One thing I didn't know: the roots of the chard have the same color as the chard stems. So if it's a red-stemmed chard, it has red roots! Since I never pull my entire plants up, rather cutting off the leaves and leaving the roots to rot in the ground, I never saw this before!
The roots really completed the story for us. #2 and #3 both had shorter roots by far; they were also weaker, breaking when we touched them, and mushy with rot (too much water holding and not enough air). #1, the cactus mix, had the best roots, longer and very strong. These two also had a clear individual tap root, which developed at the beginning, going searching for nutrition. The weekly feedings helped this plant to do better than the others.
Is the conclusion, then, to use only stones and rocks for potting? I don't think so. After all, you want something with a little nutrition in there. But I would certainly err on the side of MORE pore space than less. We forget, often, how important it is for the roots to have adequate oxygen. And oxygen is key! The only caveat is to make sure you're watering often enough, if you're adding a lot of big-pored items to your potting soil. Another caution - things like vermiculite and perlite (the most available additions which add pore space) will add larger pores to the mix, but do compress and break down over time. There is also some environmental cost to both of these items; research them further if you are concerned about that. Speaking of environmental cost, peat's is ENORMOUS, but it's in nearly every bagged soil, and there's a reason for that - it works great. It's hard to avoid it.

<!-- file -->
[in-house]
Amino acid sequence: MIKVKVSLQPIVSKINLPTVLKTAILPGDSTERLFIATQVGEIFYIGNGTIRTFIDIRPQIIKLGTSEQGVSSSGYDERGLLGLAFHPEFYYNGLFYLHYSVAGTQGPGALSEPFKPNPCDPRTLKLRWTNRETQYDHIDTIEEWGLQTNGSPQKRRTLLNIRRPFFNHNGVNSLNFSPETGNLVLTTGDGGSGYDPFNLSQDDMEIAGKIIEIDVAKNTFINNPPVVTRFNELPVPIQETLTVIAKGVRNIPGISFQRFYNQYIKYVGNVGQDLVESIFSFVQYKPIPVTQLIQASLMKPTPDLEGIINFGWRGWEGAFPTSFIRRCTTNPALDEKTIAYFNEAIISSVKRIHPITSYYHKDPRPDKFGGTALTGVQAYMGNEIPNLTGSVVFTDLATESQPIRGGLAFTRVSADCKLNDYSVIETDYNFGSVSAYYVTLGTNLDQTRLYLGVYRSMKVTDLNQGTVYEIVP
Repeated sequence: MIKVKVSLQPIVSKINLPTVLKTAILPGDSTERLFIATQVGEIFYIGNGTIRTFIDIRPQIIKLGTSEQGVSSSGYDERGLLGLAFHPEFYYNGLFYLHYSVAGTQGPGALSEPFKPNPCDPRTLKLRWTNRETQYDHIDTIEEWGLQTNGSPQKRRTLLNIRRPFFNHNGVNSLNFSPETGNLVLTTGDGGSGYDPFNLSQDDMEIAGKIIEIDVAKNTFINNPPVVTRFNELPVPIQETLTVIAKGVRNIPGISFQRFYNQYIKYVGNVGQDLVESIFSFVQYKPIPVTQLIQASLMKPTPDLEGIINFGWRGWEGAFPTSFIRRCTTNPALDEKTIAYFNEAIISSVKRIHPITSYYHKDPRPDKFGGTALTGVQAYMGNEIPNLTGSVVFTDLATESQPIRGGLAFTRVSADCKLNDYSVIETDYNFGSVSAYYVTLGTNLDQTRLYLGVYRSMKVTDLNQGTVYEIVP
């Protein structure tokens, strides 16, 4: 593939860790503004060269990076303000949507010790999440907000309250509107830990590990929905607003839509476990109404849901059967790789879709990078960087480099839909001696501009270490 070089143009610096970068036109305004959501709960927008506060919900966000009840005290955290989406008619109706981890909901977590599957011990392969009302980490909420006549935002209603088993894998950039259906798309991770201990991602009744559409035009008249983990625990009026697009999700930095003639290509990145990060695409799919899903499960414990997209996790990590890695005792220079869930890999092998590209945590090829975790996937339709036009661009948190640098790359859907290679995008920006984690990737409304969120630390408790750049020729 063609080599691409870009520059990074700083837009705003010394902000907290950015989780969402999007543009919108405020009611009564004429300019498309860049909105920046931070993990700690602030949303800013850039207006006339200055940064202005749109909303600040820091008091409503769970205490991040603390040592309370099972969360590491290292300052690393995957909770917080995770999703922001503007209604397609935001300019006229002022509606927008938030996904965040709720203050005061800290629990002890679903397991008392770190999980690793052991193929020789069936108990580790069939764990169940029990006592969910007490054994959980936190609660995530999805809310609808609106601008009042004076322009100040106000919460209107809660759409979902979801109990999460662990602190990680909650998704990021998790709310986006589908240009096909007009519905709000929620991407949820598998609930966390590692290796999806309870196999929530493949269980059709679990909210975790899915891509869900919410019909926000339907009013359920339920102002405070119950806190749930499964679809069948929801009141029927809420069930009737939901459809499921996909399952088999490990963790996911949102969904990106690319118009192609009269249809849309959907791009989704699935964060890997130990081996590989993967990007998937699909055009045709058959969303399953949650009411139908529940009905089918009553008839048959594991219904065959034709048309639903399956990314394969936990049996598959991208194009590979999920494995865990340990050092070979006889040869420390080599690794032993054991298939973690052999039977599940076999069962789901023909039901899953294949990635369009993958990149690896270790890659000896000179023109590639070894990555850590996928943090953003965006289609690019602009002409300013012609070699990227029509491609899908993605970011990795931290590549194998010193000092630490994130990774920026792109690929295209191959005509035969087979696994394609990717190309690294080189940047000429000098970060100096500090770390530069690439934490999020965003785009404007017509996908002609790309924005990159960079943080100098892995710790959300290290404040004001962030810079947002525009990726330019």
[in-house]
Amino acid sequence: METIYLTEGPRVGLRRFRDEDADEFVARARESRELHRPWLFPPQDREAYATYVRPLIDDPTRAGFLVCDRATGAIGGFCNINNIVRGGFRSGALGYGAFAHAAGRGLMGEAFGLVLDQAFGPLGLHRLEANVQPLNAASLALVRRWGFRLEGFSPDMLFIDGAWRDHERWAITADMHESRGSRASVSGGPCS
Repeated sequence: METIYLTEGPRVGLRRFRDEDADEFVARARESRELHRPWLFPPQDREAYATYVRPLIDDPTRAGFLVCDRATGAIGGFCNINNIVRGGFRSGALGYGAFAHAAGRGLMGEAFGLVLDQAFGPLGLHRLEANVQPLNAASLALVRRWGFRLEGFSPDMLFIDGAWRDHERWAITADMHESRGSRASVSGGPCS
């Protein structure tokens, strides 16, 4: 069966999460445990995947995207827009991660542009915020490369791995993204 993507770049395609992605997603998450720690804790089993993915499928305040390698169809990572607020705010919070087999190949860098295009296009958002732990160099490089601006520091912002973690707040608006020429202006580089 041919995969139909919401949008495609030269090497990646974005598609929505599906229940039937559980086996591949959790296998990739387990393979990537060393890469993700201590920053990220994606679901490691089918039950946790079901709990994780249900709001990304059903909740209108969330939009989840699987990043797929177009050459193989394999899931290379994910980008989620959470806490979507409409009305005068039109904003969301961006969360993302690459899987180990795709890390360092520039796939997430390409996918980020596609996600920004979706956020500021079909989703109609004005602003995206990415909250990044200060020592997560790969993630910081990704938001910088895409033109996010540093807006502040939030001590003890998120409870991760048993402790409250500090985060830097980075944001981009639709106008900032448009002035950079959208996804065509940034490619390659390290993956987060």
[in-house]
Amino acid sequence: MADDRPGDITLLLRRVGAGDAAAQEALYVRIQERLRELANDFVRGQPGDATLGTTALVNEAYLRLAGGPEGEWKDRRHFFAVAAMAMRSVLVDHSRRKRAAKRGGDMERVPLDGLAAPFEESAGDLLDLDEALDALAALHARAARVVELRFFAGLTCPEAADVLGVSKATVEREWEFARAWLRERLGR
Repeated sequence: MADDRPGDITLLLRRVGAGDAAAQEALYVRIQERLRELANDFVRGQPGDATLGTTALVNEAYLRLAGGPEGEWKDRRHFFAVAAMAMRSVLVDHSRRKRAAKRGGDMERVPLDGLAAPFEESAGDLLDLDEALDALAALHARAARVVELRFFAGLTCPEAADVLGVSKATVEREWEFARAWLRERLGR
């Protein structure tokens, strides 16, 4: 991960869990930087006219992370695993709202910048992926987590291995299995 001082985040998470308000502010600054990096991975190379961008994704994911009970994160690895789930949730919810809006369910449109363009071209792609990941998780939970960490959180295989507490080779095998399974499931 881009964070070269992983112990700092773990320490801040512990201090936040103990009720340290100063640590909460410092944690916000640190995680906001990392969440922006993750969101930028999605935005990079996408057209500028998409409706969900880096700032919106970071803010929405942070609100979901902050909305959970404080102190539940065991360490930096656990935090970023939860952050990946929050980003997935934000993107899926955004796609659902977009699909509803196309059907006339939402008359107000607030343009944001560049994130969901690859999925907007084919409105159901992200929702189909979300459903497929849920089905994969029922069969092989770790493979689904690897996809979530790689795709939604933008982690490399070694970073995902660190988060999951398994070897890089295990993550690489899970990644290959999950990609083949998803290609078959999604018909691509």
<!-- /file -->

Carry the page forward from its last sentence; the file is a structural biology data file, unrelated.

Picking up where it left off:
What do I do? I generally don't make my own because I don't use enough to make it worth it. I buy organic brands that have composted organic matter mixed in; you can be sure that from now on I will make sure to check the pore space, and if it needs more, I'll add some chunkier gravel.
Either way: most potted plants need a weekly feeding. Something organic, with very low nutrient levels, is the way to go.